According to just-released data from GfK in its Temax (‘Technical Market Segment’) report, the ‘photo’ segment suffered a 15.3 percent fall in sales last year compared to 2010.
When the critical last quarter of 2011 is compared to the last quarter of 2010, the drop was 22.9 percent. Speaking with retailers and distributors, stock shortages due to the Thai floods contributed to this dismal final quarter result.
The growth in smartphones and the broader telecommunications segment pulled the whole ‘technical consumer goods’ market – CE, photo, domestic appliances, IT, telecommunications, and office equipment and consummables – to a positive result overall, with full year value growth of 4 percent ($19.4 billion).
While the photo category – in which GfK includes cameras, camcorders and inkjet printerss – slumped, GfK says 2011 ‘will surely be remembered in Australia as the year of the smartphone’. GfK analysts were unwilling to make any connection between the two contrasting results when approached by Photo Counter.
While the telecommunications sector reported a full-year value growth of 41 percent, Consumer Electronics (CE) recorded a 14 percent fall in revenue. The telco sector is now equal in size to CE, at an estimated $1.25 billion in retail sales.
In the final quarter of 2011, telco recorded its single biggest quarter-on-quarter growth for the year – a remarkable 65 percent.
‘New models launched at the start of the final quarter dominated the smartphone segment and helped drive bumper pre-Christmas sales. Smartphones accounted for almost three quarters of all mobile phones purchased in the fourth quarter, up from just under half in the final quarter of 2010,’ said the GfK Temax press release.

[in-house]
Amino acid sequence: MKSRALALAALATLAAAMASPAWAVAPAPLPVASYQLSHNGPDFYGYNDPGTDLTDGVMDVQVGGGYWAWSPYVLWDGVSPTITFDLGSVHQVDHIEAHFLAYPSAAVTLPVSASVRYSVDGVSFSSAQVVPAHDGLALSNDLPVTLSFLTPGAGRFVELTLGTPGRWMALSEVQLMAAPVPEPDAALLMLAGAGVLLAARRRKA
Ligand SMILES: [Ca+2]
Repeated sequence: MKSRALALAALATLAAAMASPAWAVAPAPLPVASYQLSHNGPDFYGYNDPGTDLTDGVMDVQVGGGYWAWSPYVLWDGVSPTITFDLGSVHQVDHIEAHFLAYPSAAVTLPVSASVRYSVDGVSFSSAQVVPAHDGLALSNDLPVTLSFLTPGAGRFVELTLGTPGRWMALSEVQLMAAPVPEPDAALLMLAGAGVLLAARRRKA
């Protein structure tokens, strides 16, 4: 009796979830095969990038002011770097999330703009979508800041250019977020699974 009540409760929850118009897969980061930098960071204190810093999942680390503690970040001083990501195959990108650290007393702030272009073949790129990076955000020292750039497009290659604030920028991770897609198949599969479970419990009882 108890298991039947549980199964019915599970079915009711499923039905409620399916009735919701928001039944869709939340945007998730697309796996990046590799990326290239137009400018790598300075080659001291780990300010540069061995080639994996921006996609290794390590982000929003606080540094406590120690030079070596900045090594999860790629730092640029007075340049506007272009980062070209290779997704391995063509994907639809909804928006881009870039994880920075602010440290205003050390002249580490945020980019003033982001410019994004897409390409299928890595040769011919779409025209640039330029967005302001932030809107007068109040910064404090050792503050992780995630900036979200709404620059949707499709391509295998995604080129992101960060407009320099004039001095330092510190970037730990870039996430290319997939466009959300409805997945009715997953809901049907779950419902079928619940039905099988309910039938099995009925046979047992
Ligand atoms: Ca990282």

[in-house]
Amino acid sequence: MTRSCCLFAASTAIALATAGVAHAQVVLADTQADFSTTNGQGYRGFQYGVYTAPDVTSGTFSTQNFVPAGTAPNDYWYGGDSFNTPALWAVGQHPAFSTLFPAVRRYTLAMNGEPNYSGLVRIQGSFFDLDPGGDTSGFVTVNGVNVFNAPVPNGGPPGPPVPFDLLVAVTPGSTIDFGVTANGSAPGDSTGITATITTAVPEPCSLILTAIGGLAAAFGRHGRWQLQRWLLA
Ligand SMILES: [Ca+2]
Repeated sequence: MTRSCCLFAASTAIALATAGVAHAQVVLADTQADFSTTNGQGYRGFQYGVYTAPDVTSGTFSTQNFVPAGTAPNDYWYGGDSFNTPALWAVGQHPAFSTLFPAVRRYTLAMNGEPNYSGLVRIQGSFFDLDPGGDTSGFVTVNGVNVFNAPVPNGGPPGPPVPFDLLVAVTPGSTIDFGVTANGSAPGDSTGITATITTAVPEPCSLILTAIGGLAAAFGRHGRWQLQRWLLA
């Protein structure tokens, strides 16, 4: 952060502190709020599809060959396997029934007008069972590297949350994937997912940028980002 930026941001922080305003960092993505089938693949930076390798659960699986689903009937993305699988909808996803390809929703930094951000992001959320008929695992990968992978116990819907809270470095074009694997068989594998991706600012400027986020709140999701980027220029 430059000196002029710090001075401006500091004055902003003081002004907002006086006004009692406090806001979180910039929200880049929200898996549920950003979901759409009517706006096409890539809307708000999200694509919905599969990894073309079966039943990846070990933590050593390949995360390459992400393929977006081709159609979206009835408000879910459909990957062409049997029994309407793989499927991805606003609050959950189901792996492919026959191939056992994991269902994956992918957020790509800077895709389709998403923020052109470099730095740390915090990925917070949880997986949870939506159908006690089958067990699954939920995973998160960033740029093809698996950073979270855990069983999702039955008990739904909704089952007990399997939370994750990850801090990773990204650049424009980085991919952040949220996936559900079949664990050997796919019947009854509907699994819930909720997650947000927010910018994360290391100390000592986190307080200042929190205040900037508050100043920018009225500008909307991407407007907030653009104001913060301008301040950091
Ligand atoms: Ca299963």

Sector by sector
Photo – product innovation buoys the sector: Despite a particularly tough quarter for the photo sector, says GfK, both DSLR cameras and mirrorless compact system cameras experienced growth in both units and value.
‘Within the flagging fixed lens camera segment, suppliers are turning to innovative products to drive the market. As a result, the outdoor, or ‘tough’ sub-segment, experienced growth. These more niche models also attract a higher price point, selling at just under $100 more than an average point-and-shoot model.’
Consumer Electronics – double-digit value decline: Accounting for over half of the value of the CE sector, TV market trends were yet again characterised by highly aggressive price discounting. This drove modest unit growth for the segment, while significant double-digit value decline continued.
Information Technology – growth slows: Although the IT sector continued to post healthy value growth (7 percent for the final quarter), growth was significantly lower than the Q1 growth of 14 percent, or O3’s result of 12 percent.
The main driver of the sector‘s growth was tablet devices. During the lead-up to Christmas, sales of tablets were particularly strong, with the segment out-selling notebook computers for two weekly periods in December.
The popularity of tablets has also had a positive impact on sales of accessories such as tablet keyboards.
Small Domestic Appliances – Prestige products grow: The performance of the SDA sector is usually at the mercy of the weather, with the seasonal heating and cooling segments dominating the overall value of the sector. However, despite a slight fall in value for air conditioners this quarter, the sector managed to achieve overall value growth of 3 percent thanks to the growing demand for ‘prestige’ products.
Major Domestic Appliances – flat and steady: Within an otherwise volatile industry, the steady performance of the MDA sector has been a reassuring anchor. Despite some mild price erosion across all segments, an increase in popularity of high-end products within the dominant refrigeration and washing machine segments held the sector steady.
‘With many brands and retailers announcing gloomy results, and warning of a challenging year ahead, the Australian TCG market will be focused on diversification and innovation. In the meantime, consumer sentiment is likely to remain cautious, as the local economic outlook continues to be unclear,’ according to GfK.